A Presentation by Mehmet Çuhadar on the Visit to Milas/Mylasa – November 7, 2015


Other photographic contributors: Ayşe İdil, Kadir Vargı, Nilgün Erdem


A summary of a talk given by Turkish archeologist, Nezih Başgelen, at the Karia Princes hotel on 20 November 2015.


“GöbekliTepe is the first known man-made holy site situated on a hillside approximately 18 kms north east of the city of Urfa, an ancient city (Edessa) in south eastern Turkey.  The mound which is approximately 300 metres in length, 250 metres in breadth and 15 metres in height belonged to an older age, one that thrived at the end of the last Ice Age following the Great Flood at the end of the Paleolithic Age.  The megaliths found here were so ancient that they predate Stonehenge by some 6,000 years.

The site was constructed l2,000 years ago, seven millennia before the great pyramids of Giza.  Well before such civilisations as the  Mesopotamian or the Mayan for example.

The unearthed massive carved stones date back at least 12,000 years.  It is  almost impossible to imagine or comprehend how  they were skillfully crafted and arranged by prehistoric  people who had not yet developed metal tools or even pottery.  When these pillars were erected, so far as we know, nothing of comparable scale existed in the world.  This attractive place is thought to be a temple but at the same time it is the world’s oldest sculpture workshop.

The inhabitants of this site are assumed to have been hunter-gatherers who possibly lived in villages for at least for a part of the year.

Standing  stones or pillars are arranged in circles in the pits. On the Göbeklitepe hillside at present there are four rings of excavated pillars.  Each ring has a roughly similar layout:  in the centre are two large stone T-shaped pillars encircled by slightly smaller stones facing inward.  The tallest pillars tower 16 feet across and weigh between seven and ten tons. Some of the pillars are elaborately carved with intricate depictions of at least 20 animal species such as bulls, snakes, foxes, lions, scorpions and vultures abound, twisting and crawling.  The T-shaped megalith pillars’ broadsides are carved with an unbelivable skill.  The examples of stone sculptures are surprisingly well designed, aesthetic and artistic.  It seems unbelievable that even without metal chisels or hammers, prehistoric masons wielding tools of obsidian pieces could have chipped away at softer limestone outcrops, shaping the pillars on the spot before carrying them considerable distances to the summit and lifting them upright.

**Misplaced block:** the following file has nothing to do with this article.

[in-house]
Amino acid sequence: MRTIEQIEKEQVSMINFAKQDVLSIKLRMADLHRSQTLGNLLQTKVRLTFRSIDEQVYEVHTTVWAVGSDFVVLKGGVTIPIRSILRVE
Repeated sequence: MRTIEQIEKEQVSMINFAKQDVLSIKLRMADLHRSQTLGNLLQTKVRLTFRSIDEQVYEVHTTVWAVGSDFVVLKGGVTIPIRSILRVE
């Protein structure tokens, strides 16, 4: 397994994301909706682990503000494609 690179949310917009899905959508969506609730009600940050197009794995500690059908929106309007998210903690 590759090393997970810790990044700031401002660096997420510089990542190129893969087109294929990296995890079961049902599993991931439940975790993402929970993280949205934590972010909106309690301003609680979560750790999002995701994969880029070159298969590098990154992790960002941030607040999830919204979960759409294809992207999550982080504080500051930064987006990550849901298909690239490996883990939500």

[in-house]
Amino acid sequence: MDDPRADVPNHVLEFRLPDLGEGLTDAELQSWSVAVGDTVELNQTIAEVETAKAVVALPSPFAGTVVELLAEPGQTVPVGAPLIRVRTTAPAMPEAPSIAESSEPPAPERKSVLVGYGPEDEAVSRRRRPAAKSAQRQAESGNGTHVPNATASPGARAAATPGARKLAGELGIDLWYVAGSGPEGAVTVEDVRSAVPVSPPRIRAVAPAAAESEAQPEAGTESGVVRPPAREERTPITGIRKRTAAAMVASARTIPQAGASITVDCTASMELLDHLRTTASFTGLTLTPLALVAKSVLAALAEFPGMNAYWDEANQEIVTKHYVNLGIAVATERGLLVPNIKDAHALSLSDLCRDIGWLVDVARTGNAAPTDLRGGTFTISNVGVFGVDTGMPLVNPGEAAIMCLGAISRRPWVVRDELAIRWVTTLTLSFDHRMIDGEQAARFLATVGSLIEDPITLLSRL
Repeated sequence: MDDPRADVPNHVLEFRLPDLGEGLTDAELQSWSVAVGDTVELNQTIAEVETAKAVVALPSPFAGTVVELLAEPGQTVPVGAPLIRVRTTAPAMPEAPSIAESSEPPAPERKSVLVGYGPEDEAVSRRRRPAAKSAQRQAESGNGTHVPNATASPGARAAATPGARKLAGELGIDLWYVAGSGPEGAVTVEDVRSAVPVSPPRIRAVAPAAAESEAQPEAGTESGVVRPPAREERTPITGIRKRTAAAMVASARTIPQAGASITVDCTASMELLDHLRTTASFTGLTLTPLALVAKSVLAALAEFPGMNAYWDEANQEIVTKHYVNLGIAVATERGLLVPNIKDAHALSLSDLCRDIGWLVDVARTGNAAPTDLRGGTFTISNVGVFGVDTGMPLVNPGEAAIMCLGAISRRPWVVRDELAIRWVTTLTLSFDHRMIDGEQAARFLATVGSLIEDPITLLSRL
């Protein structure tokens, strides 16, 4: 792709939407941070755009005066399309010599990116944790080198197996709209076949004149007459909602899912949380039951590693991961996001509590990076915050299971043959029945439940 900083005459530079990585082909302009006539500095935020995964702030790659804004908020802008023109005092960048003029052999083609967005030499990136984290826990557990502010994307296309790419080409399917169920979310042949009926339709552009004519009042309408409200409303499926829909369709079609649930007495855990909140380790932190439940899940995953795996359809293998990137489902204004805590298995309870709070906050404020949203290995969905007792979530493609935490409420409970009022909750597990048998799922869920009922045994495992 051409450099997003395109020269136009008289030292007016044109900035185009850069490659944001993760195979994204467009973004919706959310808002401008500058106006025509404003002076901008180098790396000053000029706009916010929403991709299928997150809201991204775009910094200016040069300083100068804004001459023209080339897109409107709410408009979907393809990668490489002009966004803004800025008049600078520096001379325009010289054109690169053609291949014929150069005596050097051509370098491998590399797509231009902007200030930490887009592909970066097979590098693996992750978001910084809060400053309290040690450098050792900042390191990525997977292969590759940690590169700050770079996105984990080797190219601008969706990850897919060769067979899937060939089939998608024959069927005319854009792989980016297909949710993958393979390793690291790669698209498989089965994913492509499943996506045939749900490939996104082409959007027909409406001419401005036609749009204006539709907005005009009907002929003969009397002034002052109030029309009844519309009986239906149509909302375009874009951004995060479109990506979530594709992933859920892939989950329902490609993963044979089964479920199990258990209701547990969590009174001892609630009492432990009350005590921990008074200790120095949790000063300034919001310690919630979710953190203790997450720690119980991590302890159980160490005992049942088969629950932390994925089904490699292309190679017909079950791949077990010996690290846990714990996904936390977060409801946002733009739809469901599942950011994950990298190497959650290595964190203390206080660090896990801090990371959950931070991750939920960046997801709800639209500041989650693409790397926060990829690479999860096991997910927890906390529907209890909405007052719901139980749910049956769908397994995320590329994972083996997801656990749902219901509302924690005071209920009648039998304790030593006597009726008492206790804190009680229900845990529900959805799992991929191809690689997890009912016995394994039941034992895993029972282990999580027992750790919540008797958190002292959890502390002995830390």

Amazingly, the temple’s builders were able to cut, shape, and transport 16-ton stones hundreds of feet, despite having no wheels or beasts of burden. This enigma still remains as the ‘’mystery of GöbekliTepe’’ that still needs to be solved.

Claus Schmidt considered GöbekliTepe a central location for a cult of the dead and that the carved animals were there seemingly to protect the dead. Though no tombs or graves have been found so far, but thanks to advanced radar research in-depth, it has been discovered that the area was a mound which has a height of 15 m and is about 300 m in diameter which needs further investigation.

As no evidence has been found that people permanently resided on the summit of GöbekliTepe itself, the belief that this was a place of worship on an unprecedented scale grows. The entire summit was mapped using ground-penetrating radar and geomagnetic surveys, charting where at least 16 other megalith rings remain buried across 22 acres. The one-acre excavation covers less than five percent of the site. This temple area includes two phases of ritual use dating back to the 10th-8th millennium BC.

During the first phase, pre-pottery Neolithic, circles of massive T-shaped stone pillars were erected. More than 200 pillars in about 20 circles are currently known through geophysical surveys. Each pillar has a height of up to 6 m (20 ft) and a weight of up to 20 tons. They are fitted into sockets that were hewn out of the bedrock. In the second phase, pre-pottery Neolithic period, the erected pillars are smaller and stood in rectangular rooms with floors of polished lime. Nezih Başgelen stated that this place was used till about 8000 B.C and once the stone rings were finished, the ancient builders covered them over with dirt.”

Although we have become accustomed to increased interest in our conferences and activities, the number of participants attending this event was extremely high.  In fact the hotel management said it was a record.

 Selçuk Şahin